MA Addresses Barrier to Entry and HCAs to Diversify Cannabis

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The MA legislature is expected to pass Bill S 2801, which would tighten restrictions and enhance current oversight on the host community agreements marijuana business are required to enter into with their host communities. A host community agreement is a contract negotiated between a municipality and a marijuana establishment that includes all terms necessary for the marijuana establishment to operate in the municipality.

The bill would also “make grants and loans available through a new Cannabis Social Equity Trust Fund to participants in the Cannabis Control Commission’s social equity program or economic empowerment priority applicant and create a method for cities and towns to authorize the on-side cannabis consumption establishments that are already authorized under the CCC’s regulations.”

Currently, one of the biggest barriers to entering the marijuana industry is the costs associated with starting. As the cost has continually grown, there is a universal agreement among advocates, and policy experts, including the CCC, that the costs of starting a marijuana establishment are too high, along with a severe lack of access to capital. A rough estimate demonstrates that an individual will need roughly one and a half million dollars in liquidity to open a new cannabis retail shop or three to five million for a manufacturing facility. Thus, even with the best intentions of remedying past harm, this barrier keeps the sector out of the hands of those who truly deserve to be uplifting the industry.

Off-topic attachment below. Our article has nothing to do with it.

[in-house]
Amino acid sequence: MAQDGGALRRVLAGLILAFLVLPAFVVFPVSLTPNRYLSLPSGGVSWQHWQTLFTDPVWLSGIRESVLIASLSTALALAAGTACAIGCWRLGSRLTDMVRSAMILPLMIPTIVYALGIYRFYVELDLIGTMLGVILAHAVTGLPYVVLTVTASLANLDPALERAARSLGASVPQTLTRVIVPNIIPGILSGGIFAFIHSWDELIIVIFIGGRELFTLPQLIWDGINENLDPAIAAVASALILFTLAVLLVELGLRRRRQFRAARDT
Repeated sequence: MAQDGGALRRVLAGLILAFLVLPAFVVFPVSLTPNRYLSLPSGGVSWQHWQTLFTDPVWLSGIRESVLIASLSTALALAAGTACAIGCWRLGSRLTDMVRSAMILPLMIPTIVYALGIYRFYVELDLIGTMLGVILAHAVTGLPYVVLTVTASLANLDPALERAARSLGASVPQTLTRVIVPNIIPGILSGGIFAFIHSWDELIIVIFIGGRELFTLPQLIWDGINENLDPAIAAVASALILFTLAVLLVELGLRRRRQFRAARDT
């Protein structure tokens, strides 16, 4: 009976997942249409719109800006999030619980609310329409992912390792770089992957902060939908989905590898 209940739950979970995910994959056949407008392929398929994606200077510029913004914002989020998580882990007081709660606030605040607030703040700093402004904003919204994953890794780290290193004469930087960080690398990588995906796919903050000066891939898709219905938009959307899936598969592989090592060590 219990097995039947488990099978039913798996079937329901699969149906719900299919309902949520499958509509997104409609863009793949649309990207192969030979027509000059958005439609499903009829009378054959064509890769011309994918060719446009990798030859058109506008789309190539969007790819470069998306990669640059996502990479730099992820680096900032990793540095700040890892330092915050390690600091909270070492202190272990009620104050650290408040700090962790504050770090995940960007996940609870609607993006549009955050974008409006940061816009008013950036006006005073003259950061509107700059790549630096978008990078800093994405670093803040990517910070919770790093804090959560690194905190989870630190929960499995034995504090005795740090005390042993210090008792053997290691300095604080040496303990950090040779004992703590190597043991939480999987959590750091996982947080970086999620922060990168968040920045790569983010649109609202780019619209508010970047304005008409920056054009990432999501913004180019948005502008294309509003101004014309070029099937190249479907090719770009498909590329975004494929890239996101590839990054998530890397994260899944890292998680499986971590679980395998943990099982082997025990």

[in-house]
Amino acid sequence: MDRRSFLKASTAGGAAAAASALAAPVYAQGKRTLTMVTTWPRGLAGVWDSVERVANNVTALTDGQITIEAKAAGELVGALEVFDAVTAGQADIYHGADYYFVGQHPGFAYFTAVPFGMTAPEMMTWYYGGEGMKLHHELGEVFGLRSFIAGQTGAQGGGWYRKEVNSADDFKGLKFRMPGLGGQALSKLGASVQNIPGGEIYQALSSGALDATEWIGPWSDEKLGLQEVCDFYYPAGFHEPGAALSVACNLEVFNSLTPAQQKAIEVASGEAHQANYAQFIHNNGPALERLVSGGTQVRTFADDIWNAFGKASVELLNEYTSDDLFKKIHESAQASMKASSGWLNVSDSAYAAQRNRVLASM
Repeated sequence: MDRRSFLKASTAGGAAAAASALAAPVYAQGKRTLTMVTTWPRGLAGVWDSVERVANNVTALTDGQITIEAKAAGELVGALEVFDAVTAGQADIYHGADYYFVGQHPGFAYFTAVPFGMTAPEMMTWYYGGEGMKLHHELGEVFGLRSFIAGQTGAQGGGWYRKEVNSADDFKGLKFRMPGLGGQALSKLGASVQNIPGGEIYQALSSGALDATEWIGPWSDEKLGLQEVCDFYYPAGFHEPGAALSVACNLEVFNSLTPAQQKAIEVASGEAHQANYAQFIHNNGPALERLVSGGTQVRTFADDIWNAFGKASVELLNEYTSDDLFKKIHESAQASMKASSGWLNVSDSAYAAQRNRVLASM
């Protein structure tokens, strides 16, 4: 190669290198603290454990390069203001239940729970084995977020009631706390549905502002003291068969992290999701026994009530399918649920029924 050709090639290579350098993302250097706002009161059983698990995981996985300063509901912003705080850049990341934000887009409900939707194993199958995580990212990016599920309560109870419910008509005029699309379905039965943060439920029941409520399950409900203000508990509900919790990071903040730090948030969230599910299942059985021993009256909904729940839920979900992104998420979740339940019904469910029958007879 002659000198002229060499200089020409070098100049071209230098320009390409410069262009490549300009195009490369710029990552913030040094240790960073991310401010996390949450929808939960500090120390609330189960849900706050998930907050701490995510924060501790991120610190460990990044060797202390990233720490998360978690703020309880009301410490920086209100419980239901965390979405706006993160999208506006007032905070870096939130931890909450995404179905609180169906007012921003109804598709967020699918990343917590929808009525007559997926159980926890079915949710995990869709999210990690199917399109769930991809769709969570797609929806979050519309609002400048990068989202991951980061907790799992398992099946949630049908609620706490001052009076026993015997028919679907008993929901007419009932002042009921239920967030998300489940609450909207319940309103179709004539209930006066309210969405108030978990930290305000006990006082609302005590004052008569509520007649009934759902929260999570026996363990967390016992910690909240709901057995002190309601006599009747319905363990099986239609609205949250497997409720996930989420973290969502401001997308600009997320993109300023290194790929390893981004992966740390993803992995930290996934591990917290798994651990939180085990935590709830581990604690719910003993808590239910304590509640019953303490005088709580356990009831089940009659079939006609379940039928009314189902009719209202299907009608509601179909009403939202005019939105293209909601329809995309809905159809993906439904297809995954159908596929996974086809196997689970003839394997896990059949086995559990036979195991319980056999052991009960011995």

Bill S 2801 would make grants and loans, along with no-interest loans and forgivable loans, available to those who participate in the CCC’s social equity program or economic empowerment priority applicants through a Cannabis Social Equity Trust Fund. “Each year, the fund would get 10 percent of the money in the Marijuana Regulation Fund, which is where revenue brought in by the state’s marijuana excise tax, application, and licensing fees, and industry penalties is deposited.”

Right now, social consumption lounges are not permitted within the state, but municipalities allow “private clubs.” S 2801 would allow communities to opt-in to allowing social consumption business within their borders via local ordinance. The biggest concern for the State is safety in regard to social consumption lounges because unlike alcohol, there is no true way to measure someone’s marijuana intake. However, putting in place regulations that vary by municipality is better than having businesses draft a business plan without any guidance.

Lastly, the bill would also define more specifically what can and cannot be included in the HCA contracts, and would require the CCC to design a model HCA template that communities can use to ensure their agreements are in line with what the CCC would approve.


Read more about the Bill here.
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